First off, let’s give some credit where it’s due: Corbyn’s article in Saturday’s Guardian is by far the best statement he has yet made on the subject of antisemitism within Labour and the fears of many Jews about the party under his leadership.
Let’s note what the article says, some of which is either new or expressed much more plainly than in previous statements from Corbyn and/or his office; he:
- acknowledges that there is a “real problem” with antisemitism within the party;
- says to some of his own would-be supporters, “You do not do it (“dish out antisemitic poison”) in my name … [you] have no place in our movement”;
- states that the party must show “a higher degree of empathy with the perspective of the Jewish community”;
- acknowledges that before deciding not to adopt all the examples of antisemitism accompanying the International Holocaust Remembrance Alliance definition, “the [Jewish] community should have been consulted more extensively at an earlier stage”;
- admits that Labour has been “too slow in processing disciplinary cases of antisemitic abuse”;
- recognises that “we haven’t done enough to foster deeper understanding of anti-Semitism amongst members”, noting that “Labour staff have seen examples of Holocaust denial, crude stereotypes of Jewish bankers, conspiracy theories blaming 9/11 on Israel, and even one individual who appeared to believe that Hitler had been misunderstood.”
Will this be enough to start breaking down the disastrous and deep-seated lack of trust that mainstream Jews presently have in Corbyn?
Probably not: Corbyn’s background in the ‘New Left’ of the 1960s and ’70s, and its associated third-worldism and “anti-imperialism” means that he and some of his key allies (notably Seumas Milne), subscribe to an underlying attitude towards Jewish nationalism (ie Zionism) that has informed his entire political background and education, despite this latest attempt to conciliate mainstream Jewish opinion and to (quite rightly) disown the cruder manifestations of such “anti-imperialism”:
It consists of at least four key elements. Most of of them are to do with the Middle East, for obvious reasons:
The first is the argument that Israel as a uniquely reactionary state and Jewish nationalism is a uniquely reactionary nationalism. The Hebrew-speaking Israeli-Jewish nation, however you wish to term it, undeniably constitutes a “national group”, in the Marxist understanding of that term, as opposed to a narrow, exploiting settler-caste like the South African Boers. They are the only national group for which the far-left’s programme is that their state must be dismantled, rather than changed in some way, however radical. There is no substantial “Boycott, Divestment, and Sanctions” movement, consciously aimed at isolating a particular state, directed towards any other country.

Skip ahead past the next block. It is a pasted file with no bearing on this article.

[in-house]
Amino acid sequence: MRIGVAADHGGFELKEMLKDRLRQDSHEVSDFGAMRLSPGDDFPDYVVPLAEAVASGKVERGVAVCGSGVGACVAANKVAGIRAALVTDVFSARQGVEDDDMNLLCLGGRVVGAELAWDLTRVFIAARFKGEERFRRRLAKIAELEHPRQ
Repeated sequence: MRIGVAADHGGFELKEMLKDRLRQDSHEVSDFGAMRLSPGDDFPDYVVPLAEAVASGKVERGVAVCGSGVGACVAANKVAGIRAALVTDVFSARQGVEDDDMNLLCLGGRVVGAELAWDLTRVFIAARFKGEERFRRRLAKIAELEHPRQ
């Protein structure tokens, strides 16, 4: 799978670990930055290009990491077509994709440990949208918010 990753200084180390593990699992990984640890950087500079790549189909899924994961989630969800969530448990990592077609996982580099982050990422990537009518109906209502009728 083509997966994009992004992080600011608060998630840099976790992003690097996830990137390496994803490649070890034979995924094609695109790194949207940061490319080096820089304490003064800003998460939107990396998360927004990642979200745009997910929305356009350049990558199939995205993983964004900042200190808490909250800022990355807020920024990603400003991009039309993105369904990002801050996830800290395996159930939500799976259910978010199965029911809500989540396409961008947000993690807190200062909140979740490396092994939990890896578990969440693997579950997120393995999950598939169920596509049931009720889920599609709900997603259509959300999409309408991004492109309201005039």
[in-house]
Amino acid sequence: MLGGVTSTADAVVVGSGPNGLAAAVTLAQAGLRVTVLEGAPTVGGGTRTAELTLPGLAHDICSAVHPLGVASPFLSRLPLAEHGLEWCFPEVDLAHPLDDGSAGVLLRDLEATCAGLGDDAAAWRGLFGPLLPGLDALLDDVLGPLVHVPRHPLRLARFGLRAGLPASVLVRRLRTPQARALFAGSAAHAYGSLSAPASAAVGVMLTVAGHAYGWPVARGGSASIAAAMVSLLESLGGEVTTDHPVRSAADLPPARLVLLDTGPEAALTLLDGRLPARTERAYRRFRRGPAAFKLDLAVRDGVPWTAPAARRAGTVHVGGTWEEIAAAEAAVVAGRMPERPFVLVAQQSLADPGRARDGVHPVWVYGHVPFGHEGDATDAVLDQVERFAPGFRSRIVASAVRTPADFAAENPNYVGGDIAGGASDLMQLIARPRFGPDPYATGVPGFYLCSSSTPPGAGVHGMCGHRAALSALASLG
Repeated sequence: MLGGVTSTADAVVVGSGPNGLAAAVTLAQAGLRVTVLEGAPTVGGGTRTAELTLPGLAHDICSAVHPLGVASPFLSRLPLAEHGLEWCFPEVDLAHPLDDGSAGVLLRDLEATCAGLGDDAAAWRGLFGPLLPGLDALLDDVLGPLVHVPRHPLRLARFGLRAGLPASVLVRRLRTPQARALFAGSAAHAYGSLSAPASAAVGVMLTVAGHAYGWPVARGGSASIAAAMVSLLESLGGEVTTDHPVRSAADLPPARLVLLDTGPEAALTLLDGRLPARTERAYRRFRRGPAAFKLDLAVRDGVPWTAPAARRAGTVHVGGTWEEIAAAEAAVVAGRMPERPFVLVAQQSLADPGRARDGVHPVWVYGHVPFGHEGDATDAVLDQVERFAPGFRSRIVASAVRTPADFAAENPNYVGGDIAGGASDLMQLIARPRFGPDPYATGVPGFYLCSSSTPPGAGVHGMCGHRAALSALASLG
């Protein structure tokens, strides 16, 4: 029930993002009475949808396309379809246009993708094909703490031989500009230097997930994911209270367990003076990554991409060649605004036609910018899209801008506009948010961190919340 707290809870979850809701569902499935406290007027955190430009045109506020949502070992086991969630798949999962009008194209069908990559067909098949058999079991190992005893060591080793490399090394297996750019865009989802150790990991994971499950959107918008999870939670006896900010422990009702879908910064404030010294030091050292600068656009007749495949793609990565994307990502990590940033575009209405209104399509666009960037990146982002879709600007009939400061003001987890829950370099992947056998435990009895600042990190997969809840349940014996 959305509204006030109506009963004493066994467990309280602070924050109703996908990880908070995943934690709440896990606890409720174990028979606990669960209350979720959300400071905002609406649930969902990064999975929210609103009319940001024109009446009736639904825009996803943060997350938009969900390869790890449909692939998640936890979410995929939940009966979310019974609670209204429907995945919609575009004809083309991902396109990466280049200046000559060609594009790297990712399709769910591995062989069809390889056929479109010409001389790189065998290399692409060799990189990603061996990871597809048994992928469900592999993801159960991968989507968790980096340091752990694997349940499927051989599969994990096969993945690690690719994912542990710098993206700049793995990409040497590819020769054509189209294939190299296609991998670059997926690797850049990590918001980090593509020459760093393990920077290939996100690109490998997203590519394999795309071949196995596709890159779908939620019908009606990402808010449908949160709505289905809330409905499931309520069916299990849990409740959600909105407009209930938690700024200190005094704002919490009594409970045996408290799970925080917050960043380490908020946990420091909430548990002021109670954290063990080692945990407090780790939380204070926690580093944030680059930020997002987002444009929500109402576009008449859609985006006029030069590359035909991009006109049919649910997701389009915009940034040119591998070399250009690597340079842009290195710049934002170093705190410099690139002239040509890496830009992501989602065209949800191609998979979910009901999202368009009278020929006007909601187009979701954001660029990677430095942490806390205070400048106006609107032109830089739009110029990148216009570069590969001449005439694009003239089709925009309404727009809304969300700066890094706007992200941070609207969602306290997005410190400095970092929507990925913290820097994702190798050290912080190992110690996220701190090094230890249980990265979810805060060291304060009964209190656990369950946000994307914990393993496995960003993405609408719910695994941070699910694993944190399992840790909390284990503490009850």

Secondly, the view that the Jewish presence in historic Palestine is entirely illegitimate, a product only of a colonial land-grab, and only resolvable either by the Hebrew-speaking Jewish population agreeing to be a subsumed as a religious minority in a wider Arab state, or by their forcible conquest.
A third element is the argument that a Jewish, or “Zionist”, lobby exerts an essentially controlling influence on American foreign policy or world affairs in general, or the media, or some aspect of the media.
Finally, the argument, or the implied demand, that Jewish people, uniquely amongst ethno-cultural groups, make a total break from certain aspects of their historically-developed and experience or risk being considered basically akin to racists.
It should be added, that rejecting these four mistaken positions in no way requires anyone to renounce solidarity with the Palestinian struggle, based upon the objective of a just two states solution.
Immediately, Corbyn needs to go further in reaching out to mainstream Jews: that means:
- heeding the good advice of people like John McDonnell and Jon Lansman who advocate compromise and conciliation and rejecting the confrontational approach of the likes of Milne and chief of staff Karie Murphy (and her mouthpiece Skwawkbox);
- making it clear to mainstream Jewish organisations (which tend, at the moment, to be right-wing) that Labour has already adopted the IHRA definition and guidelines on antisemitism (it did so in 2016) and now seeks dialogue with them (and Palestinian representatives) to ensure that the guidelines are not used to suppress criticism of Israel;
- dropping the disciplinary actions against Margaret Hodge and Ian Austin (obnoxious as the latter may be);
- plainly and simply apologising for past misjudgements like calling Hamas and Hezbollah “friends“, attending an event that equated Israel’s actions in Gaza with the holocaust and failing to notice the antisemitic imagery of ‘that’ mural;
- ignoring the dishonest and provocative advice of a tiny, unrepresentative minority of Jews (eg the so-called Jewish Voice for Labour) who consistently prioritise their own obsessional opposition to Zionism over combatting antisemitism (which, they sometimes claim, doesn’t really exist in the Labour party).
I hope Corbyn’s latest overture to the mainstream Jewish community receives a positive response: and I hope, equally, that he and the more responsible of his advisers realise they still have a long way to go before the majority of Jews in Britain once again come to regard Labour as no kind of threat to them, let alone as being their natural political home.